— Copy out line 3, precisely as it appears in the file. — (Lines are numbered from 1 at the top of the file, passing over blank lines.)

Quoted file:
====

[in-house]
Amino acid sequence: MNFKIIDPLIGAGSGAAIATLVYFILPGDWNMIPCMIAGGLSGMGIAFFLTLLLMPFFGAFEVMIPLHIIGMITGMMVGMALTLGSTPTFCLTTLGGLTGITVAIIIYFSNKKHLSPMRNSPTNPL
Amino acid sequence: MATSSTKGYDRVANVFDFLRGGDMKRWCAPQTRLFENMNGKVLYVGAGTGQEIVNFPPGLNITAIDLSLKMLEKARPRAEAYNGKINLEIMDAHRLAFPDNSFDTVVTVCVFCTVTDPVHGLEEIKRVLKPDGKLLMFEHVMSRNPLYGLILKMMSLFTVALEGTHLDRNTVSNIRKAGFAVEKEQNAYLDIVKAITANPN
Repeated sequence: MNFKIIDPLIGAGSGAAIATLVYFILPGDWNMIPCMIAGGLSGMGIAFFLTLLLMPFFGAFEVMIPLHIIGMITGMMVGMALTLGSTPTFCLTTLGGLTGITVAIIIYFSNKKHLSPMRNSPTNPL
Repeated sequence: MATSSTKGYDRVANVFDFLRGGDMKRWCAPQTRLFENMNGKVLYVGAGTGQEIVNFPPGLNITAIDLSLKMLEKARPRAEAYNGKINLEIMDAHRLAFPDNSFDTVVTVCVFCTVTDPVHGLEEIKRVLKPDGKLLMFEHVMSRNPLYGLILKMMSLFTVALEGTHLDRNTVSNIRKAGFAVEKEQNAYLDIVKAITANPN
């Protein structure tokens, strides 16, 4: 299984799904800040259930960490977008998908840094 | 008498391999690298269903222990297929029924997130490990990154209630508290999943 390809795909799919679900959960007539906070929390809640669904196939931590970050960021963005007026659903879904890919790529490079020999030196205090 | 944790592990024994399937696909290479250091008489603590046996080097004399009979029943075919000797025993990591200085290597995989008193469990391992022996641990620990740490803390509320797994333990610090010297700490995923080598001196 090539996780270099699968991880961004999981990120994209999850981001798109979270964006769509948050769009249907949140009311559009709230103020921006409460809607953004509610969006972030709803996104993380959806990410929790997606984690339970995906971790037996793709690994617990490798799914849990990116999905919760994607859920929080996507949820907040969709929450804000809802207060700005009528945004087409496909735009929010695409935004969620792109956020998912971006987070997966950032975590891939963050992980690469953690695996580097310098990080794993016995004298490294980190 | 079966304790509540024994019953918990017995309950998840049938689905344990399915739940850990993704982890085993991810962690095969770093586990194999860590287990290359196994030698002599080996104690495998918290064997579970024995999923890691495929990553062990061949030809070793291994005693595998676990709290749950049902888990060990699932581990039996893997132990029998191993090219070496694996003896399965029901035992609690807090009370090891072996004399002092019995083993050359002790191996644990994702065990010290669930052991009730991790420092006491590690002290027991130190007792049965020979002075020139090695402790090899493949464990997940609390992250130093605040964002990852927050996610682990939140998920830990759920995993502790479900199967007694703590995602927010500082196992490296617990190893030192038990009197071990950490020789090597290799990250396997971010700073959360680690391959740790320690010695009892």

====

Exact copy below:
Amino acid sequence: MATSSTKGYDRVANVFDFLRGGDMKRWCAPQTRLFENMNGKVLYVGAGTGQEIVNFPPGLNITAIDLSLKMLEKARPRAEAYNGKINLEIMDAHRLAFPDNSFDTVVTVCVFCTVTDPVHGLEEIKRVLKPDGKLLMFEHVMSRNPLYGLILKMMSLFTVALEGTHLDRNTVSNIRKAGFAVEKEQNAYLDIVKAITANPN